The week started with prices rising as the stock markets saw some improvement in inter-bank lending rates and the oil markets looked forward to an OPEC production cut on Friday. Oil climbed above $75 a barrel on Monday and Tuesday morning before the roof fell in. The reversal, caused by pessimistic earnings reports, sent the stock market tumbling and oil following right behind. By Wednesday afternoon, oil and stocks were in full retreat with oil falling $5.43 a barrel to close at $66.75 a barrel and the Dow falling 514 points.
The slide was helped by the weekly stocks report which showed crude increasing by 3.2 million barrels, gasoline by 2.7 million barrels and distillates by 2.2 million barrels. Oil consumption, however, rose by 1.7 percent last week helped by increased use of gasoline which is now down by only 4.3 percent over the same four weeks last year. Gasoline prices slipped by nearly 25 cents a gallon last week and are now only a few cents above where they were last year. Given that the shortages across the Southeast are nearly over and that gasoline prices continue to fall it is not surprising that US consumption is moving up again.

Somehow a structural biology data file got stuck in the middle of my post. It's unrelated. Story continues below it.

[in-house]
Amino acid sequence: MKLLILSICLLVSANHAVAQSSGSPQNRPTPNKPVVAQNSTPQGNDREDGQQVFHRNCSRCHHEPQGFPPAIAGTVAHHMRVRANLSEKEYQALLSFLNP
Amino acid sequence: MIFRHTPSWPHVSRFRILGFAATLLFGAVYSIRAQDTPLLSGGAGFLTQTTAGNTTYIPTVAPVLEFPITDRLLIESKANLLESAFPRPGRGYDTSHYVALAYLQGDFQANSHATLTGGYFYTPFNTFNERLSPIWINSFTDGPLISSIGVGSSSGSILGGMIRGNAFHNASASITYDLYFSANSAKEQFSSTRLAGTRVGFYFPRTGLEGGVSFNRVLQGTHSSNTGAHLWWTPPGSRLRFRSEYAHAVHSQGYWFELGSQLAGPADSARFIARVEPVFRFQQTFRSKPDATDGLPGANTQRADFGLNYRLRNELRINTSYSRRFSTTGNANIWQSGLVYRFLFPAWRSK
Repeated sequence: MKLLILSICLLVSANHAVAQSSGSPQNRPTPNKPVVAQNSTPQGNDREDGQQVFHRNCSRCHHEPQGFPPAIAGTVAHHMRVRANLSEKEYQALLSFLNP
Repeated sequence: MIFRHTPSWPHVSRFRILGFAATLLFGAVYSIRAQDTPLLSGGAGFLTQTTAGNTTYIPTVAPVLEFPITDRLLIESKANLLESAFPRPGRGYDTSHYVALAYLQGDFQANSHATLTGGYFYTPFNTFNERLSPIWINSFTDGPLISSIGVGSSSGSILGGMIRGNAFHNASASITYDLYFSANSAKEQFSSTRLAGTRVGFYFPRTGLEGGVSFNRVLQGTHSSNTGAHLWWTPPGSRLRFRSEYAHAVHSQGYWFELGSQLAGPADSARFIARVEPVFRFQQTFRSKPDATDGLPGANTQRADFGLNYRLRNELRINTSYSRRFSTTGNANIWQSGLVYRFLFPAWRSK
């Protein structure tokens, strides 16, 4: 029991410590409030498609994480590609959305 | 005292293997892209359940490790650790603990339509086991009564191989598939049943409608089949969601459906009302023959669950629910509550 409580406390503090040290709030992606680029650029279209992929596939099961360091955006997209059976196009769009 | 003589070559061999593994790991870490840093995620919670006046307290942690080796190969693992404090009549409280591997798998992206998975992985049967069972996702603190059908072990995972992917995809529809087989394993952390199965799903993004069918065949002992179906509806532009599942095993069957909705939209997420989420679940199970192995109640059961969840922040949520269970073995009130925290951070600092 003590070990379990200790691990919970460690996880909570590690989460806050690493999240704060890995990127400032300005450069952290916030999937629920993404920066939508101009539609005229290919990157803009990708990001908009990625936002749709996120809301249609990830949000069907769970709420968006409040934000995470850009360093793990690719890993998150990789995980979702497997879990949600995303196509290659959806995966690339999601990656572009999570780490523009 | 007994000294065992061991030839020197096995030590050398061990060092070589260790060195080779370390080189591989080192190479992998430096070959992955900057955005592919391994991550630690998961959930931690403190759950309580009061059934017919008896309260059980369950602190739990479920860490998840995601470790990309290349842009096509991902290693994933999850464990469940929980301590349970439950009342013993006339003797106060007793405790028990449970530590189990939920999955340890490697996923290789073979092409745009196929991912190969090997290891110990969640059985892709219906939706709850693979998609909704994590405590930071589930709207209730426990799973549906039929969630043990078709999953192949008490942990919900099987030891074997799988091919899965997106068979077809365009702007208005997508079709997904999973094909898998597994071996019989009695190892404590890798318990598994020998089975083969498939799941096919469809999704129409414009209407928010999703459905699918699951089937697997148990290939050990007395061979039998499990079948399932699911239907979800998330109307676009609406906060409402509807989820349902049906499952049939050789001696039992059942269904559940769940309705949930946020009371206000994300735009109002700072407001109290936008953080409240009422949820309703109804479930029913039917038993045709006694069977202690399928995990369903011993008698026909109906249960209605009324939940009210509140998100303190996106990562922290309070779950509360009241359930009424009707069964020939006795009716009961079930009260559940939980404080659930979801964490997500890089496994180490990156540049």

Lloyds reports that OPEC exports fell by 900,000 b/d in the four week ending October 5th. Most of the drop comes from the major Gulf producers indicating that supplies are already being reduced.